Sydney operator Tristan Wernhard tried every angle he could to keep the wheels turning, but says that in the end his health had to come first.
In the face of rising costs, including a $25,000 per month spike in diesel costs to keep his small fleet on the road, Wernhard told 2GB radio host Jim Wilson that he’s had to reluctantly closed the doors on his AA Plus Driving and Transport business in Western Sydney.
“The transport rates have gone up, but they’re not coming up quick enough to meet the supply and demand, so I made the decision [to close] because I can’t see any light at the end of this tunnel” said Wernhard, who had built the business up to six trucks over the last 8-10 years with a staff of seven.
On the freight side of the business, Wernhard says the diesel costs were too hard to predict, fluctuating from $1.85 per litre one day to $2.05 per litre the next, while in the driving training sector he could no longer compete with rivals who undercut his prices.
Wernhard told Wilson he thought the rising toll costs in Sydney would also add a “huge amount” of stress on other operators.
“They’ve all said it’s just hard, they’re not making money. There are a few I know who say there is no profit in it, they’re just surviving, so this is really just the tipping edge.”
Wernhard pointed to the other operators closing in recent weeks, and expects more to follow.
“Physically for my own health, I couldn’t do it anymore, and that’s what’s going to happen; there are going to more people driven to the wall because they can’t survive with these increases.”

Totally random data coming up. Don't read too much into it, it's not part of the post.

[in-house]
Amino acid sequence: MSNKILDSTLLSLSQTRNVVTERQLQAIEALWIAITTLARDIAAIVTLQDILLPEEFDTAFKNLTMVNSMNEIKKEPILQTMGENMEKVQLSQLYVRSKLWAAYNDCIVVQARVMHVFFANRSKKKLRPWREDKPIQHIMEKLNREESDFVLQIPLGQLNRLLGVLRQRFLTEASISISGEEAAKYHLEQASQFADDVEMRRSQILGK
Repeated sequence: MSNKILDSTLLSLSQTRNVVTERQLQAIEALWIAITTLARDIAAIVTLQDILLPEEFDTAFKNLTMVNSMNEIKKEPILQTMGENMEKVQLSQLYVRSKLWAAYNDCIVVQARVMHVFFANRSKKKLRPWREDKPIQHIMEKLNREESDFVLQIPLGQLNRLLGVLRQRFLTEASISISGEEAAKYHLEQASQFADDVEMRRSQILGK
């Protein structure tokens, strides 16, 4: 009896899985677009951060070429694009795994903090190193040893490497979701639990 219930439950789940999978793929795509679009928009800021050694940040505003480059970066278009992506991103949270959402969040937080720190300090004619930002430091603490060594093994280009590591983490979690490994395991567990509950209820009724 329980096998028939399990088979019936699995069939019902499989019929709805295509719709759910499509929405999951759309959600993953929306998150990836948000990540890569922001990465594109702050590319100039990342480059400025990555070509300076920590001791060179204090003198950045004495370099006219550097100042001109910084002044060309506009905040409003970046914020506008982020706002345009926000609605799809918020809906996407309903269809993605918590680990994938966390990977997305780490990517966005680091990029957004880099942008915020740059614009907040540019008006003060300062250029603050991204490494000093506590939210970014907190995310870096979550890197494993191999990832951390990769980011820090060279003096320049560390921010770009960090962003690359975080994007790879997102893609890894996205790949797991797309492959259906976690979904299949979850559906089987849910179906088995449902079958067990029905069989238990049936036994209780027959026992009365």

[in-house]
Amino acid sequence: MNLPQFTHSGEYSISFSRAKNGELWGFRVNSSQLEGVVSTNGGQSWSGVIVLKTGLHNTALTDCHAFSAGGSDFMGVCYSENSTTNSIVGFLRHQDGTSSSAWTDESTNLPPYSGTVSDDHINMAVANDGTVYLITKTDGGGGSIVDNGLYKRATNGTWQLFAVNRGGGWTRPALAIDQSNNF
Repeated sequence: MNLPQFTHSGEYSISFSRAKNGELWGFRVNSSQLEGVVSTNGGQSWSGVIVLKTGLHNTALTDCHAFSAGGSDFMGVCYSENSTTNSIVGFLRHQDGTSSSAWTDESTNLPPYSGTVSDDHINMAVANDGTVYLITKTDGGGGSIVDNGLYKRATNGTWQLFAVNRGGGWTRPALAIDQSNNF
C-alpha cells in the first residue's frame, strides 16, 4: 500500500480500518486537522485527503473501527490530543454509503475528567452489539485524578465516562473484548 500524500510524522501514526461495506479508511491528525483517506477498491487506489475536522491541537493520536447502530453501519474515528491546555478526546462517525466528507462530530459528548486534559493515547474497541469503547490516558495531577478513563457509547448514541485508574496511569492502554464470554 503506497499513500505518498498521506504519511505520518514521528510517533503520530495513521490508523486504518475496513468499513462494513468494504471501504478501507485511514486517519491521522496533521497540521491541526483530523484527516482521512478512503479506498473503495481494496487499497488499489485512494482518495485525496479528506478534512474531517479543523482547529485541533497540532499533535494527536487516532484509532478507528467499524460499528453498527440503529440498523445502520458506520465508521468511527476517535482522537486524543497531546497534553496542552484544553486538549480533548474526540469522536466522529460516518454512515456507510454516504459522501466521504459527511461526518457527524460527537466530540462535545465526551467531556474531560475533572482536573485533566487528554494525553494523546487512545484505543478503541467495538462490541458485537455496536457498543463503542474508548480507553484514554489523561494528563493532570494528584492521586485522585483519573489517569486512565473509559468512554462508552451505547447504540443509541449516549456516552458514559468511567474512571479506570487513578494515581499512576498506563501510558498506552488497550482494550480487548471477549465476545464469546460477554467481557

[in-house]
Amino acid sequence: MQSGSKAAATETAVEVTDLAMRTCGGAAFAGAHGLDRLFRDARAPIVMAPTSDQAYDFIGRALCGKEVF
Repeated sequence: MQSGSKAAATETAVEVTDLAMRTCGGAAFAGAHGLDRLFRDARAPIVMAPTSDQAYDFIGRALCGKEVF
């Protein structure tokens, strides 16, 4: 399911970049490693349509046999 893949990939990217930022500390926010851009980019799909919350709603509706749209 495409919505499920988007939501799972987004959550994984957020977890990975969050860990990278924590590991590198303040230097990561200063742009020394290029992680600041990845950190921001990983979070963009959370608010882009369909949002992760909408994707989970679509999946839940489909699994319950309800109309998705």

Wernhard is now working fulltime for a registered training organisation.
“I can go off and start at 8am and finish at 4pm and not have the stress or worry about where the next relief is going to come from.”
He’s just happy that all his staff were able to gain other employment, in some cases with the contractors he’d been working with.
“I made sure they were all looked after as much as I could. They all worked [for me] until the last minute and that was a great relief.”
Wernhard told Big Rigs in June that he was fearful for his future, and that his next big concern was the impact that the shelved Fuel Tax Credit (FTC) would have on his cash flow.
After the controversial decision by the former Coalition government to abolish the FTC until September, many operators didn’t have the cash rebate from the ATO they usually get after filing their quarterly BAS.
Wernhard said he also has to factor in skyrocketing tyre costs, insurance, maintenance, and a weekly toll bill of $1000.
“Everything’s going up, it’s not just fuel, it’s across the board,” added a frustrated Wernhard.
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